Just in case you want to read or interact with library vendors in a different way, Bill Drew has created a list of library vendors who use Twitter. Granted this doesn’t mean they’re necessarily accessible in that way, but for people already on Twitter it’s good to know. This is part of the larger spreadsheet that Bill is creating about library vendors who use social software.
Also, someone asked me to mention why someone who wasn’t using Twitter might want to. It’s certainly gotten the attention of some of the major media, but what’s in it for an individual librarian or library? When I talk about Twitter, I stress a few things
– It’s a box you can type into that puts data on the web in a standard form. This means you can repurpose the content, pull it into a sidebar on your website and/or publish or read your feed or someone else’s in a format you choose (I use a client called NatsuLion that rolls up the side of my screen. Many people at CiL were using TweetDeck)
– Being able to have a friends list means you can keep up with what other people you choose to read about are up to. I work at home alone most days and I like the collegial feel of knowing what other librarians are up to. When I travel, I just stop reading it unless I’m at someplace where many people are using it.
– At CiL it was helpful to know where people were at, you can “broadcast” to a friends list “hey, this session is full” or “We’re at this session and it’s great!” which can give you realtime updates about an event as it’s happening. I enjoyed reading people talking about my talk while it was happening (after my talk, before my co-panelist), in little chunks not the constant stream that comes from something like a Meebo chatroom.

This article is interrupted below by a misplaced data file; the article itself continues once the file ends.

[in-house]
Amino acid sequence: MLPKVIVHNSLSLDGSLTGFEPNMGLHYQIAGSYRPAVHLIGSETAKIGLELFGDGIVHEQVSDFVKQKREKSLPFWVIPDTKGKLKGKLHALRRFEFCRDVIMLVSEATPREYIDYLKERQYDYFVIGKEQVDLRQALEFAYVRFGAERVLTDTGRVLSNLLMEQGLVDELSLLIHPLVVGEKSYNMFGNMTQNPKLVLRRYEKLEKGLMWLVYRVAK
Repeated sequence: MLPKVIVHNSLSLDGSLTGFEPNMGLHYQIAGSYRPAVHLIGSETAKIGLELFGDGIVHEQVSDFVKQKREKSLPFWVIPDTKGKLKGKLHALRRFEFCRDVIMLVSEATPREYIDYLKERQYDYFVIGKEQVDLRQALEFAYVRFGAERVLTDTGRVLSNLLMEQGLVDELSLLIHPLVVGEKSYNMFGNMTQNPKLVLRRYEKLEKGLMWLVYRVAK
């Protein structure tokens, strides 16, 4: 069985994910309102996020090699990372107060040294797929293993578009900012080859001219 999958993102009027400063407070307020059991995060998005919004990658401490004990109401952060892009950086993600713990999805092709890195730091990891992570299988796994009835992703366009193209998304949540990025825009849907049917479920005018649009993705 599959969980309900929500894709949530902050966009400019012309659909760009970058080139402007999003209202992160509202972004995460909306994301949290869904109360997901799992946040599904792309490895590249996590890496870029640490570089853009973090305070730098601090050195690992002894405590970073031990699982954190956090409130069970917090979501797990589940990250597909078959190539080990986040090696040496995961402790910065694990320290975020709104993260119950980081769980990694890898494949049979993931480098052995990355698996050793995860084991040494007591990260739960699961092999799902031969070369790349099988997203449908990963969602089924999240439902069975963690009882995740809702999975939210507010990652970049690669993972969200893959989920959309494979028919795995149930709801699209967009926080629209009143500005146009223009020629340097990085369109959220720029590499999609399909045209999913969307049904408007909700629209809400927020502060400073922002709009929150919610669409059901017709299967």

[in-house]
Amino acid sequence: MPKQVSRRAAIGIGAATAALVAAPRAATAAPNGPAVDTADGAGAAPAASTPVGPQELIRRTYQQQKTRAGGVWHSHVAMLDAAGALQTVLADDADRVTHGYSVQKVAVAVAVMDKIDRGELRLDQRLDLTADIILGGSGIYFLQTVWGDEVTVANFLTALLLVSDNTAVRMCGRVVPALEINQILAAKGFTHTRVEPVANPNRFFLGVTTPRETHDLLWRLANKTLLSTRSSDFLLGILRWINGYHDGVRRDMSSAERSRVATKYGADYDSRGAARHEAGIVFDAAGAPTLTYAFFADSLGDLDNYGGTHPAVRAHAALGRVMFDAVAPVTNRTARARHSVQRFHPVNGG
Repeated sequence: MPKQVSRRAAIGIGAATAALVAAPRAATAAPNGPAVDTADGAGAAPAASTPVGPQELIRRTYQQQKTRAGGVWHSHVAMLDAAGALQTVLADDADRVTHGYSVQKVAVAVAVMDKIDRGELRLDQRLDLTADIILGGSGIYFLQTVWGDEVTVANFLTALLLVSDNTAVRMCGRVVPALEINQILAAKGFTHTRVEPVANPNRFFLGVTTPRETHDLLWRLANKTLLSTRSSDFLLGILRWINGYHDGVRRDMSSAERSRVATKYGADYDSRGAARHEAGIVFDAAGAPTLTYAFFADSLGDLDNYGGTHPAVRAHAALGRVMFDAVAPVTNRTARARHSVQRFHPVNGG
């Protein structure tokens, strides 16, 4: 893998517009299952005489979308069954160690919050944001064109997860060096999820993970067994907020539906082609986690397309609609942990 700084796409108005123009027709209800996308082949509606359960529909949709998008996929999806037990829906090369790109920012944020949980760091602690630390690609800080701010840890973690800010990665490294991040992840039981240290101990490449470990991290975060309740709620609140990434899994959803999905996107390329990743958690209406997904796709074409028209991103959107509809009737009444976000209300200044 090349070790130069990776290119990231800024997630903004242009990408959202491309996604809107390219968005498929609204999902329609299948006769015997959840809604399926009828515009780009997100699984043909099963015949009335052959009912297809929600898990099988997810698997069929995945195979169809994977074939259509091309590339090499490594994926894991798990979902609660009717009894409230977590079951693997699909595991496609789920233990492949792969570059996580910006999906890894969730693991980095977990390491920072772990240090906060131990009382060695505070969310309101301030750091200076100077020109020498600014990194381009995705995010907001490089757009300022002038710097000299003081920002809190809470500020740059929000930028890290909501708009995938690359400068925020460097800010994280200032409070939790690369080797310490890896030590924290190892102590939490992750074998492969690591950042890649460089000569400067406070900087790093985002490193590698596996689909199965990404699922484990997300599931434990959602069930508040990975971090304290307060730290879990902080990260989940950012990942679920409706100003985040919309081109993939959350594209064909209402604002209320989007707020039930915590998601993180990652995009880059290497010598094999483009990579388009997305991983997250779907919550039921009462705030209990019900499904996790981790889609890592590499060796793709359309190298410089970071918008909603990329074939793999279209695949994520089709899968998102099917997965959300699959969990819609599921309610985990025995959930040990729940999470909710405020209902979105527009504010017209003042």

– It’s really replacing blogs as the place to read breaking type news that happens in places where Twitter-enabled people are. This is a big caveat though. People have always said “news happens where the reporters are” When there were wildfires in San Diego, Twitter was very useful for people. When there’s a natural disaster here in Orange County Vermont, not so much.
Twitter, more than other social software, seems to me to be a case in which evaluation of your community is a good first step. Have people in your universe who use it, especially other media or established folks? Might be neat to either use their feed, start your own or just use the search feature for keeping current on what’s going on in your area. I don’t think it’s a situation where people will be asking the library “Are you on Twitter? Why Not?” at least not in the near future.
update: just checking my feeds and I note that Brian has an example of how twitter solved a problem for his library and Jenny offers some organizational advice.
NPR’s blog As a Matter of Fact should help you figure that out, and learn some neat stuff besides. Though really, using the OED to answer a question about Twitter? [via]
1. I saw the Providence Public Library’s Twitter feed today and I like it. A mix of library information and links to their very amusing tech blog. I like it.
2. I just noticed Phil Bradley’s list reprinted over at Tame the Web. I’m in a weird position on Twitter because I’m followed by librarians, MetaFilter members and at least a good handful of real life friends and family. I follow maybe a ninth of the number of people who follow me. My feed is open so anyone can read it, but I can only follow so many people (and I do stay up to date on my Twitter feed pretty much always so this is important to me). Here is my version of Phil’s guidelines and there’s a sort of flow chart in effect here.